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Job 2:10-11

Context
2:10 But he replied, 1  “You’re talking like one of the godless 2  women would do! Should we receive 3  what is good from God, and not also 4  receive 5  what is evil?” 6  In all this Job did not sin by what he said. 7 

The Visit of Job’s Friends 8 

2:11 When Job’s three friends heard about all this calamity that had happened to him, each of them came from his own country 9  – Eliphaz the Temanite, Bildad the Shuhite, and Zophar the Naamathite. 10  They met together 11  to come to show sympathy 12  for him and to console 13  him.

1 tn Heb “he said to her.”

2 tn The word “foolish” (נָבָל, naval) has to do with godlessness more than silliness (Ps 14:1). To be foolish in this sense is to deny the nature and the work of God in life its proper place. See A. Phillips, “NEBALA – A Term for Serious Disorderly Unruly Conduct,” VT 25 (1975): 237-41; and W. M. W. Roth, “NBL,” VT 10 (1960): 394-409.

3 tn The verb קִבֵּל (qibbel) means “to accept, receive.” It is attested in the Amarna letters with the meaning “receive meekly, patiently.”

4 tn The adverb גָּם (gam, “also, even”) is placed here before the first clause, but belongs with the second. It intensifies the idea (see GKC 483 §153). See also C. J. Labuschagne, “The Emphasizing Particle GAM and Its Connotations,” Studia Biblica et Semitica, 193-203.

5 tn The two verbs in this sentence, Piel imperfects, are deliberative imperfects; they express the reasoning or deliberating in the interrogative sentences.

6 tn A question need not be introduced by an interrogative particle or adverb. The natural emphasis on the words is enough to indicate it is a question (GKC 473 §150.a).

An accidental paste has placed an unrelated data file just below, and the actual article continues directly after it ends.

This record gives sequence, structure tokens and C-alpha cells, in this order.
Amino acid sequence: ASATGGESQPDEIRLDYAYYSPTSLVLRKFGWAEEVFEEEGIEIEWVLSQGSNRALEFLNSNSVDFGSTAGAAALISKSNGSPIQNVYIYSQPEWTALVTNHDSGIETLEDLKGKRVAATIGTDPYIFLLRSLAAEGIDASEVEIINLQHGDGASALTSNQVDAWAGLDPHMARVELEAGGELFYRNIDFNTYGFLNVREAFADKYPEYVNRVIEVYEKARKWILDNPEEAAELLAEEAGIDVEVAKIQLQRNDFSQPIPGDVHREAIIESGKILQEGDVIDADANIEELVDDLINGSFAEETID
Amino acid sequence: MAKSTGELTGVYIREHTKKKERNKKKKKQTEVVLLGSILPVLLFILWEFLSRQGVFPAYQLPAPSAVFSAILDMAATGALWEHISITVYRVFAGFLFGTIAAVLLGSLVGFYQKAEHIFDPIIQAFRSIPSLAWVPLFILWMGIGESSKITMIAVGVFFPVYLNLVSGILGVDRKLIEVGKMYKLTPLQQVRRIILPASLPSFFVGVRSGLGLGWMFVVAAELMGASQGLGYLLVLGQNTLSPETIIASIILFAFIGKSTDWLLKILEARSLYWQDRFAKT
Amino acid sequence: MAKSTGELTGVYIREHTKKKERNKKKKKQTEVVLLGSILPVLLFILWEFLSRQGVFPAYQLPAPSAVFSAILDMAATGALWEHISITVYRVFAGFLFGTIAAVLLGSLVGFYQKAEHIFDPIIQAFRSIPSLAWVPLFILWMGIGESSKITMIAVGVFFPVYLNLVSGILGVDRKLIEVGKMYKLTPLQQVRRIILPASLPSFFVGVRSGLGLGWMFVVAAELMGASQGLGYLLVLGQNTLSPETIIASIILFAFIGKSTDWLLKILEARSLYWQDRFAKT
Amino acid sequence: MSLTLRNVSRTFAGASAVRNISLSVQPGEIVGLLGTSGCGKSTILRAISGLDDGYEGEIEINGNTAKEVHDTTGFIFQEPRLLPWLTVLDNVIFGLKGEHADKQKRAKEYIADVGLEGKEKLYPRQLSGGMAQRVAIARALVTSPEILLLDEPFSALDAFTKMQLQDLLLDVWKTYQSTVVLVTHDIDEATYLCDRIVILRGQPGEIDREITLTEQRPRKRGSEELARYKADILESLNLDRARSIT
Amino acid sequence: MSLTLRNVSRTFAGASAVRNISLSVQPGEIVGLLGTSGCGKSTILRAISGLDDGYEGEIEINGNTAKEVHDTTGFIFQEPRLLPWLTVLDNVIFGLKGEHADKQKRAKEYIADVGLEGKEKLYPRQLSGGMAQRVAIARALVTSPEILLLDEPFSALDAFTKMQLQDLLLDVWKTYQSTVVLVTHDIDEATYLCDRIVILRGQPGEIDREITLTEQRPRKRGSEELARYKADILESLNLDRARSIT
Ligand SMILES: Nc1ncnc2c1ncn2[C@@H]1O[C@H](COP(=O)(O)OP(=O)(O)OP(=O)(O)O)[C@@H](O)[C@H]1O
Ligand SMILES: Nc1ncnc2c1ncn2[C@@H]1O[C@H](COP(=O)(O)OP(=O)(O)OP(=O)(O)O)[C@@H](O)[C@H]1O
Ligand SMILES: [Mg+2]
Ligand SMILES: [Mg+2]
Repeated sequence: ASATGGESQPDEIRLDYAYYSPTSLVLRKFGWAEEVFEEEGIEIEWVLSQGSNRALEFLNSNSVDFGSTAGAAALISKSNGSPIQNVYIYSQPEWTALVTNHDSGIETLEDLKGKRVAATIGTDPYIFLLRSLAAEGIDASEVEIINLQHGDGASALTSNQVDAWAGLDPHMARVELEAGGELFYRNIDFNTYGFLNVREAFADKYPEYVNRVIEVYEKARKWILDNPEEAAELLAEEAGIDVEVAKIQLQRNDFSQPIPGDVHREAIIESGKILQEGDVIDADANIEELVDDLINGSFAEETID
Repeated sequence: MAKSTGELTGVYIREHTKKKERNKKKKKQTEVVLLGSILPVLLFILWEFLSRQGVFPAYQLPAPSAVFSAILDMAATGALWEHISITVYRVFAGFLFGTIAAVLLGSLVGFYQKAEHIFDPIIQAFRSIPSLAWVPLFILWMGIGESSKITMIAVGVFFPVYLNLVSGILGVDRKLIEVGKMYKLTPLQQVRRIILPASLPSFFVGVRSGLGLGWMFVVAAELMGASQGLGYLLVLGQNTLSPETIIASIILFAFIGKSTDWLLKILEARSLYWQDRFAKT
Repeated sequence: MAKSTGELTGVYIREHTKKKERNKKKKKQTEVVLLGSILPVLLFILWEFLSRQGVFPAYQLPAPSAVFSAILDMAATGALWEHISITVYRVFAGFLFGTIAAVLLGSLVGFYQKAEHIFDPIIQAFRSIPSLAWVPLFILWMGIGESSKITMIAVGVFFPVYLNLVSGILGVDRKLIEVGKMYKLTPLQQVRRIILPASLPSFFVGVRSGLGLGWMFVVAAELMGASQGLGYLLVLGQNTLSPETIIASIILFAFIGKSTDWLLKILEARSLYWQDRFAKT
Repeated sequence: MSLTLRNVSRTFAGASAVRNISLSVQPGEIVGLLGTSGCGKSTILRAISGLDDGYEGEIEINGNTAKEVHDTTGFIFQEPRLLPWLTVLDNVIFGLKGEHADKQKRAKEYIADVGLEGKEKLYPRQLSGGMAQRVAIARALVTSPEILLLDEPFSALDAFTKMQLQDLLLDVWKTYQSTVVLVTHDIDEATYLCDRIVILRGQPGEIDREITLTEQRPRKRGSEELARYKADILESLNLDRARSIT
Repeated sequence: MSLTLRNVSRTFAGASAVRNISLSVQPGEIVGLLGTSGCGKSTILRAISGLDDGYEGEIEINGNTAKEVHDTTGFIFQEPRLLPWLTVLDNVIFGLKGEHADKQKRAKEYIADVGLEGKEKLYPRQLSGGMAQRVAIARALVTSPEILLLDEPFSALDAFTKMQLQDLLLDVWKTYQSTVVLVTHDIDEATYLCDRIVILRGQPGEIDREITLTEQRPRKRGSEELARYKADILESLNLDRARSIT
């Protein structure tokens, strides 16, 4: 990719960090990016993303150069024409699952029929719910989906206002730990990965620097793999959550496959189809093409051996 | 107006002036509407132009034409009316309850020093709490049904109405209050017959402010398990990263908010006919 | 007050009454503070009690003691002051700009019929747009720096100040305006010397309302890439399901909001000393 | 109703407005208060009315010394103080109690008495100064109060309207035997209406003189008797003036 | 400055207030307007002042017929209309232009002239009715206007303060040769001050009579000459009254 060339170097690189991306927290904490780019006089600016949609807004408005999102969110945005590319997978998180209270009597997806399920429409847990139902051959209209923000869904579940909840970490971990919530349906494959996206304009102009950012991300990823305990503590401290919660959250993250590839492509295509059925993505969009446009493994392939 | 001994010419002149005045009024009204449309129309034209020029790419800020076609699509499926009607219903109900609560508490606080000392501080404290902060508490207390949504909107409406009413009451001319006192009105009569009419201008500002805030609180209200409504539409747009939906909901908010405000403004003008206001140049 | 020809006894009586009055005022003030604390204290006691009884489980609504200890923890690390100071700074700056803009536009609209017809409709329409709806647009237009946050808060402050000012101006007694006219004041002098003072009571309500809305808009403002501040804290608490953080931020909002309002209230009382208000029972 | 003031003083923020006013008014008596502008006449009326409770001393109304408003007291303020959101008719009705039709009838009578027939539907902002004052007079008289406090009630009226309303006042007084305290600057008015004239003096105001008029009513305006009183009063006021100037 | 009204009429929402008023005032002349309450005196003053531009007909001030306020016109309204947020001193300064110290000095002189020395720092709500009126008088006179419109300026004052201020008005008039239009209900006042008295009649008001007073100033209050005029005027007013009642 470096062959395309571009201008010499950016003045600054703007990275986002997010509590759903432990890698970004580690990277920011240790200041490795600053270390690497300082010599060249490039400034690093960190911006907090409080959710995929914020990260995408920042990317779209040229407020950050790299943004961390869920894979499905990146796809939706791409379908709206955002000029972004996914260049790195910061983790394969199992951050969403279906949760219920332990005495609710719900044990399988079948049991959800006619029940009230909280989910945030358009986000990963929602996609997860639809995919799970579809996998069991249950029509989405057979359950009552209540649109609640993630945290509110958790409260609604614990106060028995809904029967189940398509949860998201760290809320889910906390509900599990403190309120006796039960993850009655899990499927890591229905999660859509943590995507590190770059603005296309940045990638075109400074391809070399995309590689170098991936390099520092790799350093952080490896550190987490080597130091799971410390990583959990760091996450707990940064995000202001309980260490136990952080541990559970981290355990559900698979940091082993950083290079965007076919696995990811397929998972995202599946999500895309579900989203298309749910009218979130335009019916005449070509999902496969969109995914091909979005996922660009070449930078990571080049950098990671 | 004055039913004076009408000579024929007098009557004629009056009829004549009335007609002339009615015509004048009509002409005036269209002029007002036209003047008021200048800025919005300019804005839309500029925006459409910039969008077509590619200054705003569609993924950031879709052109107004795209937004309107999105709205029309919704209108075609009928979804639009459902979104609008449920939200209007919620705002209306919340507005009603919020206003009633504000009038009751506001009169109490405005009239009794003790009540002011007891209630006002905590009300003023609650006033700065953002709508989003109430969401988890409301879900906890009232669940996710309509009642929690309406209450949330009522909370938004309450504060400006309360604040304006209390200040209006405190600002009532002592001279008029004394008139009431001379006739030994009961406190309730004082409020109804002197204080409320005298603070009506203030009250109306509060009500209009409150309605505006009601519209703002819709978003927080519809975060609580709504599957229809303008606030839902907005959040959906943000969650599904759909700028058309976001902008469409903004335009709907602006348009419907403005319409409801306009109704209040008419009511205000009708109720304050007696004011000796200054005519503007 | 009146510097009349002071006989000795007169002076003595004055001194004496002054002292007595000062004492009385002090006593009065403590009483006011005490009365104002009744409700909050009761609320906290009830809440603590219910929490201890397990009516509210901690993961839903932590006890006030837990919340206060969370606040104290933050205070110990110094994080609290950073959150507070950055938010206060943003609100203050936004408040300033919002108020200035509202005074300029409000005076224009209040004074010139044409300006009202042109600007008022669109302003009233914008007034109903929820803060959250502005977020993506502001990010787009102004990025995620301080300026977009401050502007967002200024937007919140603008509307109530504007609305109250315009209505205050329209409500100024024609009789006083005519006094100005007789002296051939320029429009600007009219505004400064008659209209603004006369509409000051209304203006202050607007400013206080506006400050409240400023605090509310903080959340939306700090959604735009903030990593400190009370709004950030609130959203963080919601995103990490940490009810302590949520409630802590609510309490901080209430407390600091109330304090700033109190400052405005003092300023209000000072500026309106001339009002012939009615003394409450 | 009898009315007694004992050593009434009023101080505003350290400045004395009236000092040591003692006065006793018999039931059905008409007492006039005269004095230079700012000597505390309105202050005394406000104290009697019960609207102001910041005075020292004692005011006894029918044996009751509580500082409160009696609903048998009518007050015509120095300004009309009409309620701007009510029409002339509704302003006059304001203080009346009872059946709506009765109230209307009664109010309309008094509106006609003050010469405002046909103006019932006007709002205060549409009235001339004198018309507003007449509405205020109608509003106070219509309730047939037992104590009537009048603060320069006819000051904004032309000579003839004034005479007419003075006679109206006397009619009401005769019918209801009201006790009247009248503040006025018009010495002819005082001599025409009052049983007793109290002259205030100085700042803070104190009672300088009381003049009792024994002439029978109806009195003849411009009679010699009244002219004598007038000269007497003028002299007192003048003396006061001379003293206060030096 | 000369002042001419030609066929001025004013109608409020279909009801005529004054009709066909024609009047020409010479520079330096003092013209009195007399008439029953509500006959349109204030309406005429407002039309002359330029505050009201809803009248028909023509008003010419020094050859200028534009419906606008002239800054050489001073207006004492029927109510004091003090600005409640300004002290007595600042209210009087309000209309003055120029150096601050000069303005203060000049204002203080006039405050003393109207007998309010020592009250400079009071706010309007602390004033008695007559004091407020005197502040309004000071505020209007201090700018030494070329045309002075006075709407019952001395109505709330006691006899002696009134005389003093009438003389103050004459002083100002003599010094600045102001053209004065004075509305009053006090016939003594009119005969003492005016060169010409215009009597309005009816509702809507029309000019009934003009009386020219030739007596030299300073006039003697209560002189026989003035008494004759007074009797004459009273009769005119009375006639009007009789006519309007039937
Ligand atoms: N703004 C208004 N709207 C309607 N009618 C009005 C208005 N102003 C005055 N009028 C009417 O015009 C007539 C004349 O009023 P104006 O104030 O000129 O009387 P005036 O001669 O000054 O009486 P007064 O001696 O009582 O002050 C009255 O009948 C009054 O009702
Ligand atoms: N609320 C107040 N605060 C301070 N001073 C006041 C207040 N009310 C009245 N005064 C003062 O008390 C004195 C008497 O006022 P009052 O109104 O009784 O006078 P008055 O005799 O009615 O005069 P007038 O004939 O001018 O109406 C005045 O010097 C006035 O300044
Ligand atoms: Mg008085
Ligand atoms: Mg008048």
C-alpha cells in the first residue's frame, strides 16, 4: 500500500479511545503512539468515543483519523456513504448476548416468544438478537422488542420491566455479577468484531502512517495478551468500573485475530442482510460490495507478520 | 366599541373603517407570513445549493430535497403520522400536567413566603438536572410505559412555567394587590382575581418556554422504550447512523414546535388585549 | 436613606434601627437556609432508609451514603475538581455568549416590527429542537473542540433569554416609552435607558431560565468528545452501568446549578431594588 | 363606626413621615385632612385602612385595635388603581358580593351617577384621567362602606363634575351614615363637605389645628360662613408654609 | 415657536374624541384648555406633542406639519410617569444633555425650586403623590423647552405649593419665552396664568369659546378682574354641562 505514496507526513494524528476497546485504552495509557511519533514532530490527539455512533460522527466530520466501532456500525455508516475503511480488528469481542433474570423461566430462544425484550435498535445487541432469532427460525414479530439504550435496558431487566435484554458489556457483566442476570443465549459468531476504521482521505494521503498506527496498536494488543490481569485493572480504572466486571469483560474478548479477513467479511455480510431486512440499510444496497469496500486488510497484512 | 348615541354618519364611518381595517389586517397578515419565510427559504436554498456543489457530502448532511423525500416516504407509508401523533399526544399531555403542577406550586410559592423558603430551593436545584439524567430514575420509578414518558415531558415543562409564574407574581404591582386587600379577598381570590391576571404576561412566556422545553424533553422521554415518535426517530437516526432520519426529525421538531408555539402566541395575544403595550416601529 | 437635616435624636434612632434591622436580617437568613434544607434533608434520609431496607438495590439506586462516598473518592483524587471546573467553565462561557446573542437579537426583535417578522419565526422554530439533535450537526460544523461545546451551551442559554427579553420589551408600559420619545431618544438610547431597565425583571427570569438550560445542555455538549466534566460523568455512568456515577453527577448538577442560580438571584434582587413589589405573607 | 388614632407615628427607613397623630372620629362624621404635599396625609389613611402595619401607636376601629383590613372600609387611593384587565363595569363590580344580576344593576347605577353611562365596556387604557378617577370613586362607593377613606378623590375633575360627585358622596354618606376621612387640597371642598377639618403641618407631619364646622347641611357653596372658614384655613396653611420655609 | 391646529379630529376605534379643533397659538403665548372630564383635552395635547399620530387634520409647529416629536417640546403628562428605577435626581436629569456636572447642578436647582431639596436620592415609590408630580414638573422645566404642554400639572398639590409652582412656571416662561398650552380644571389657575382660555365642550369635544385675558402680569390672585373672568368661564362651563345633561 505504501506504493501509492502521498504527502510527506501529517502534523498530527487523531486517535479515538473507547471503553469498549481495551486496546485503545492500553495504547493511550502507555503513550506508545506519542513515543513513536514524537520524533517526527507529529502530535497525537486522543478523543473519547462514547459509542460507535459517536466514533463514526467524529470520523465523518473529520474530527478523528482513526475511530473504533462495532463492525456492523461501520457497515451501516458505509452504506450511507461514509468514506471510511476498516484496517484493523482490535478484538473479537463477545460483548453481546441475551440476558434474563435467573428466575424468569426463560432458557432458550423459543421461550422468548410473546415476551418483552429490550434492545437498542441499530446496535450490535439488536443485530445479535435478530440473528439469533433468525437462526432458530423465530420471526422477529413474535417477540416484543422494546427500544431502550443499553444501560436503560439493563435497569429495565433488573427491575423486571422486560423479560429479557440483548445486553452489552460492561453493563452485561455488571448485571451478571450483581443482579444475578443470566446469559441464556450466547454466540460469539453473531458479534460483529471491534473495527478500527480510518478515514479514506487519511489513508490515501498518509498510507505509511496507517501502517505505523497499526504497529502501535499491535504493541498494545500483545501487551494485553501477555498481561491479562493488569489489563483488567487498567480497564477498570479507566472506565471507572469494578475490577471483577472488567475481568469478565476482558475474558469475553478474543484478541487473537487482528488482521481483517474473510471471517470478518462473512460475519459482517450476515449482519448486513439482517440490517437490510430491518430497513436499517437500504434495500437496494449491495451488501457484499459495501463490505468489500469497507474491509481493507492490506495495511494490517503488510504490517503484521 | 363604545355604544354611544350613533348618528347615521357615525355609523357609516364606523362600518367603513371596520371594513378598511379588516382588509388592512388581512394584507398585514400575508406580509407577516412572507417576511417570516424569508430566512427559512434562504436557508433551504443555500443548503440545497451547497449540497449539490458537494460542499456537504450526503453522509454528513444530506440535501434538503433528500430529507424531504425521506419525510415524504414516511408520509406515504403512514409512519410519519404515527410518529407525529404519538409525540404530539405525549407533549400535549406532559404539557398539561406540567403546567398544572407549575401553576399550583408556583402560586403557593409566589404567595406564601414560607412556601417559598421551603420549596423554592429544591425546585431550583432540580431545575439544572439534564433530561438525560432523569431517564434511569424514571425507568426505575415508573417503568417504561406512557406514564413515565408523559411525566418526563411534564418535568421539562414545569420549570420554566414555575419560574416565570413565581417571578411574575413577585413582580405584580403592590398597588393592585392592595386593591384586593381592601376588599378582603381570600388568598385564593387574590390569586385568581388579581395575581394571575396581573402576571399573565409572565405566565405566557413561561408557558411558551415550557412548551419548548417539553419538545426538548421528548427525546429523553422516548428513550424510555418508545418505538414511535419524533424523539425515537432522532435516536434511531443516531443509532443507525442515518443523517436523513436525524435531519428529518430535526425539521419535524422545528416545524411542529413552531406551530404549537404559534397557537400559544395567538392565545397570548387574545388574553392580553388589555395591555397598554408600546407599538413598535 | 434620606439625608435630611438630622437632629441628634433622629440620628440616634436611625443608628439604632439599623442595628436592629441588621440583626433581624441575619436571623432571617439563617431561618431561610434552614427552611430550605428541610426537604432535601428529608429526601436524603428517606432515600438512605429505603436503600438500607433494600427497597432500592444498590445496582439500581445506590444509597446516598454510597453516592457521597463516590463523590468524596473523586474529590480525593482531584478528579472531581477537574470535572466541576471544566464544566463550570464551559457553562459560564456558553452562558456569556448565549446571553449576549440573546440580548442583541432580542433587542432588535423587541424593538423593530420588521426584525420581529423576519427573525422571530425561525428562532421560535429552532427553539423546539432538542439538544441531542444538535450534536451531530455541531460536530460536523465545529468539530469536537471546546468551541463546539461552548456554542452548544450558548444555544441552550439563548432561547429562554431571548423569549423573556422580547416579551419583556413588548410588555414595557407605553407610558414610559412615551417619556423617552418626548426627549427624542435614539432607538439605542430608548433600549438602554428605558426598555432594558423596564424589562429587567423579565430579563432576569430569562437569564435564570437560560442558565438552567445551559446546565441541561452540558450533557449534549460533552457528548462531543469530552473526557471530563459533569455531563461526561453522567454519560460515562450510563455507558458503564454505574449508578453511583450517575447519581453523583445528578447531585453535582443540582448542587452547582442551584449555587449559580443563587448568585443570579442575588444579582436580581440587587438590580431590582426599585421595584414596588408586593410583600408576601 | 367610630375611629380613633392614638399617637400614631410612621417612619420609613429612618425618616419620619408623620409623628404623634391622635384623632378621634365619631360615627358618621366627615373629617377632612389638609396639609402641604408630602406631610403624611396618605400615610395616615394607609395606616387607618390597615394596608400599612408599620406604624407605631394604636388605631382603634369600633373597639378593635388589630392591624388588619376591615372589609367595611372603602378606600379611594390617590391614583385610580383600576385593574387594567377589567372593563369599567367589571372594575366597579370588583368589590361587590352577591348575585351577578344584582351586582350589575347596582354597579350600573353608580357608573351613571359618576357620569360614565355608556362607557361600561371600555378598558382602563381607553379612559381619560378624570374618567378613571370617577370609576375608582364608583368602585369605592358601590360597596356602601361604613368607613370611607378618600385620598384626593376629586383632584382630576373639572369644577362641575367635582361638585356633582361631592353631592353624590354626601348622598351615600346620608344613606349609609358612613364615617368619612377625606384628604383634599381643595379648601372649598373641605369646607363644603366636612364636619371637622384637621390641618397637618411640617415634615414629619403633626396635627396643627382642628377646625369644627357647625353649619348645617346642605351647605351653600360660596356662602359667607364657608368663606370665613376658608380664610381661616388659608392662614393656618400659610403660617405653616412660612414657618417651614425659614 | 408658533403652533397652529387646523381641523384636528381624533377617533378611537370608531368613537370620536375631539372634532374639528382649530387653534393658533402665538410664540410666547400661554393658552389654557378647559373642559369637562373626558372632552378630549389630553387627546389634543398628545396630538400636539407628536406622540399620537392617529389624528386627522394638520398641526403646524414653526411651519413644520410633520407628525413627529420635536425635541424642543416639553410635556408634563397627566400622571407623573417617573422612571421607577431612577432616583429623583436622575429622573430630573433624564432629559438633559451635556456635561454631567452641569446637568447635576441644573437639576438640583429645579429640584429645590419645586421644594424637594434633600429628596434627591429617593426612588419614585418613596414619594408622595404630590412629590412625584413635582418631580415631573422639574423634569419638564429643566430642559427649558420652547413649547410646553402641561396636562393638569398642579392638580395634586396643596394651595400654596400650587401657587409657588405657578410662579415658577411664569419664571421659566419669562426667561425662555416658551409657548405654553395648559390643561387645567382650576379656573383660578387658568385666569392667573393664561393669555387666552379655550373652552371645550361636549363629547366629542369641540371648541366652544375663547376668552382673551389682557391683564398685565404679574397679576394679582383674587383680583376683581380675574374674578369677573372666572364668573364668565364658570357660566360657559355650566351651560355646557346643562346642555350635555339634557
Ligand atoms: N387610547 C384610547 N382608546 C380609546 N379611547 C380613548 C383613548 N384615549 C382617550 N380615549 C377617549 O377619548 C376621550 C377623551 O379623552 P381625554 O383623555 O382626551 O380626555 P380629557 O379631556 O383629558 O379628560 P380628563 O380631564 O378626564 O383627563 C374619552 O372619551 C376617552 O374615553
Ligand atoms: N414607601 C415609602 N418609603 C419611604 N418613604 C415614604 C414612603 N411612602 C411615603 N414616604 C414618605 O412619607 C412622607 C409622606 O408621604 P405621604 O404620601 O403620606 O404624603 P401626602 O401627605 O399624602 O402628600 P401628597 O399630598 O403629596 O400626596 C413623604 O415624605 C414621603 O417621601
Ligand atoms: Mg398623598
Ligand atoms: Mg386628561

sn The Hebrew words טוֹב (tov, “good”) and רַע (ra’, “evil”) have to do with what affects life. That which is good benefits people because it produces, promotes and protects life; that which is evil brings calamity and disaster, it harms, pains, or destroys life.

7 tn Heb “sin with his lips,” an idiom meaning he did not sin by what he said.

8 sn See N. C. Habel, “‘Only the Jackal is My Friend,’ On Friends and Redeemers in Job,” Int 31 (1977): 227-36.

9 tn Heb “a man from his place”; this is the distributive use, meaning “each man came from his place.”

10 sn Commentators have tried to analyze the meanings of the names of the friends and their locations. Not only has this proven to be difficult (Teman is the only place that is known), it is not necessary for the study of the book. The names are probably not symbolic of the things they say.

11 tn The verb can mean that they “agreed together”; but it also (and more likely) means that they came together at a meeting point to go visit Job together.

12 tn The verb “to show grief” is נוּד (nud), and literally signifies “to shake the head.” It may be that his friends came to show the proper sympathy and express the appropriate feelings. They were not ready for what they found.

13 tn The second infinitive is from נָחָם (nakham, “to comfort, console” in the Piel). This word may be derived from a word with a meaning of sighing deeply.



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